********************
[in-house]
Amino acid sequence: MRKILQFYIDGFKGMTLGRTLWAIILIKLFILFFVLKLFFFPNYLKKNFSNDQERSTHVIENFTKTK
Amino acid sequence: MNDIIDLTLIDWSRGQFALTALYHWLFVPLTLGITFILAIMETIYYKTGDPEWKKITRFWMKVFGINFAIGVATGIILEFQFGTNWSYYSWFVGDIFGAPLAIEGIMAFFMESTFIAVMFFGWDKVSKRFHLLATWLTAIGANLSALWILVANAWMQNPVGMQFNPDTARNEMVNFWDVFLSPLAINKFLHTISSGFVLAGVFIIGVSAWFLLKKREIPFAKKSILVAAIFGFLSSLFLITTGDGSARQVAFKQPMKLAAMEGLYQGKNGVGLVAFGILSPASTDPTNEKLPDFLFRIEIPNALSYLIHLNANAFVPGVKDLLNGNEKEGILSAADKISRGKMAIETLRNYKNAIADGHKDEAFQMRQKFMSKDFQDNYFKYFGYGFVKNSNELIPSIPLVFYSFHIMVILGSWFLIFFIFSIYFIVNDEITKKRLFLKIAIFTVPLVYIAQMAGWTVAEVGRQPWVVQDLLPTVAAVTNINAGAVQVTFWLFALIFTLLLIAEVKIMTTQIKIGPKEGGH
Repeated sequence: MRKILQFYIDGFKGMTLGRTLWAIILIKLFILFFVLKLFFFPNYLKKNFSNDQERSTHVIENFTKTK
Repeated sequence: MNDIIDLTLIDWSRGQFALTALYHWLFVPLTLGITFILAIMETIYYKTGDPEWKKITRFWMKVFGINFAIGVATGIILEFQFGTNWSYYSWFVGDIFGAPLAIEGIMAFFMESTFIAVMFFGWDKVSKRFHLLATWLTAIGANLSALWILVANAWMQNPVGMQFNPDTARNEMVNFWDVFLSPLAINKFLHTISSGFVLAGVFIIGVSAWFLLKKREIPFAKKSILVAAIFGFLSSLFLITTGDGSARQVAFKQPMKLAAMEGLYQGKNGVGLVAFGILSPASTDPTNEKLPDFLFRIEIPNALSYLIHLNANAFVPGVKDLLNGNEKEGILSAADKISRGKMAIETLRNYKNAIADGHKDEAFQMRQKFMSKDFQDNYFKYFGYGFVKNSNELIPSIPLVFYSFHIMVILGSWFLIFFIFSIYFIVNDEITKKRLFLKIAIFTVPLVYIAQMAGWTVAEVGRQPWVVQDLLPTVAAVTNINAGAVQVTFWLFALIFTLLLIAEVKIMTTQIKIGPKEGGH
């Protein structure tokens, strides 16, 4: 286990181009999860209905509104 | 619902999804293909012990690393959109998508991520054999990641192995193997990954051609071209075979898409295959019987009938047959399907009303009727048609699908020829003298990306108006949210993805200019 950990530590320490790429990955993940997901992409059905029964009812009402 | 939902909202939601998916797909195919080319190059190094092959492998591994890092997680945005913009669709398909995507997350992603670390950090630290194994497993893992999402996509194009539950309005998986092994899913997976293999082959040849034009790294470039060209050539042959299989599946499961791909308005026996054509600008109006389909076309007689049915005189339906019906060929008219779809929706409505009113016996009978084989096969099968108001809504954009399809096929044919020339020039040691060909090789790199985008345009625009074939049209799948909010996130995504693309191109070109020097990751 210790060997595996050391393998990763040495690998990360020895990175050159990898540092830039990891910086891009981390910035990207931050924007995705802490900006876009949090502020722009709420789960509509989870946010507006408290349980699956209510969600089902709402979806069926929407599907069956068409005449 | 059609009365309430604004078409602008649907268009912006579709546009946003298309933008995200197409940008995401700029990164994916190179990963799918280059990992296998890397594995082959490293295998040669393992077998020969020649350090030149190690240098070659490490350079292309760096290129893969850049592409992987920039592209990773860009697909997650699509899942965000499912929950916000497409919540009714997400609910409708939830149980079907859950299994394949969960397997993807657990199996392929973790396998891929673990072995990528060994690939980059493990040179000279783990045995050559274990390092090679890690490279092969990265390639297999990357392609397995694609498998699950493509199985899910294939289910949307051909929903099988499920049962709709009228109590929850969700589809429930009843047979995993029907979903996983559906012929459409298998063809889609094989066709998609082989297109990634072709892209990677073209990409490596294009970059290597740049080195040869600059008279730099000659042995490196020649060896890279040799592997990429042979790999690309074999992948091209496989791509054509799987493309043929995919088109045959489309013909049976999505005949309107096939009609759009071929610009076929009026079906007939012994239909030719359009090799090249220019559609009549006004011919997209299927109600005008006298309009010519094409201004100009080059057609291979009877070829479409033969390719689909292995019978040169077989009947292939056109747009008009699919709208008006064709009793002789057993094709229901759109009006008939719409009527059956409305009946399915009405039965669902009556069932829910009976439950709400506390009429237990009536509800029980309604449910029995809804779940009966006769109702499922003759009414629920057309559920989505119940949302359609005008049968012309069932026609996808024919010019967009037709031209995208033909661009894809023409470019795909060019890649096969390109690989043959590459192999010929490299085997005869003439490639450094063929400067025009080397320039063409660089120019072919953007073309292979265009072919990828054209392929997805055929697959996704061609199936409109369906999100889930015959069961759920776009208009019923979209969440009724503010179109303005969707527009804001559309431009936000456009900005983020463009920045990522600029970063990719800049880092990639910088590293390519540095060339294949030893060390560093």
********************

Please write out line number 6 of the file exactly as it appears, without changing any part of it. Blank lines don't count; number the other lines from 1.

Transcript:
């Protein structure tokens, strides 16, 4: 286990181009999860209905509104 | 619902999804293909012990690393959109998508991520054999990641192995193997990954051609071209075979898409295959019987009938047959399907009303009727048609699908020829003298990306108006949210993805200019 950990530590320490790429990955993940997901992409059905029964009812009402 | 939902909202939601998916797909195919080319190059190094092959492998591994890092997680945005913009669709398909995507997350992603670390950090630290194994497993893992999402996509194009539950309005998986092994899913997976293999082959040849034009790294470039060209050539042959299989599946499961791909308005026996054509600008109006389909076309007689049915005189339906019906060929008219779809929706409505009113016996009978084989096969099968108001809504954009399809096929044919020339020039040691060909090789790199985008345009625009074939049209799948909010996130995504693309191109070109020097990751 210790060997595996050391393998990763040495690998990360020895990175050159990898540092830039990891910086891009981390910035990207931050924007995705802490900006876009949090502020722009709420789960509509989870946010507006408290349980699956209510969600089902709402979806069926929407599907069956068409005449 | 059609009365309430604004078409602008649907268009912006579709546009946003298309933008995200197409940008995401700029990164994916190179990963799918280059990992296998890397594995082959490293295998040669393992077998020969020649350090030149190690240098070659490490350079292309760096290129893969850049592409992987920039592209990773860009697909997650699509899942965000499912929950916000497409919540009714997400609910409708939830149980079907859950299994394949969960397997993807657990199996392929973790396998891929673990072995990528060994690939980059493990040179000279783990045995050559274990390092090679890690490279092969990265390639297999990357392609397995694609498998699950493509199985899910294939289910949307051909929903099988499920049962709709009228109590929850969700589809429930009843047979995993029907979903996983559906012929459409298998063809889609094989066709998609082989297109990634072709892209990677073209990409490596294009970059290597740049080195040869600059008279730099000659042995490196020649060896890279040799592997990429042979790999690309074999992948091209496989791509054509799987493309043929995919088109045959489309013909049976999505005949309107096939009609759009071929610009076929009026079906007939012994239909030719359009090799090249220019559609009549006004011919997209299927109600005008006298309009010519094409201004100009080059057609291979009877070829479409033969390719689909292995019978040169077989009947292939056109747009008009699919709208008006064709009793002789057993094709229901759109009006008939719409009527059956409305009946399915009405039965669902009556069932829910009976439950709400506390009429237990009536509800029980309604449910029995809804779940009966006769109702499922003759009414629920057309559920989505119940949302359609005008049968012309069932026609996808024919010019967009037709031209995208033909661009894809023409470019795909060019890649096969390109690989043959590459192999010929490299085997005869003439490639450094063929400067025009080397320039063409660089120019072919953007073309292979265009072919990828054209392929997805055929697959996704061609199936409109369906999100889930015959069961759920776009208009019923979209969440009724503010179109303005969707527009804001559309431009936000456009900005983020463009920045990522600029970063990719800049880092990639910088590293390519540095060339294949030893060390560093």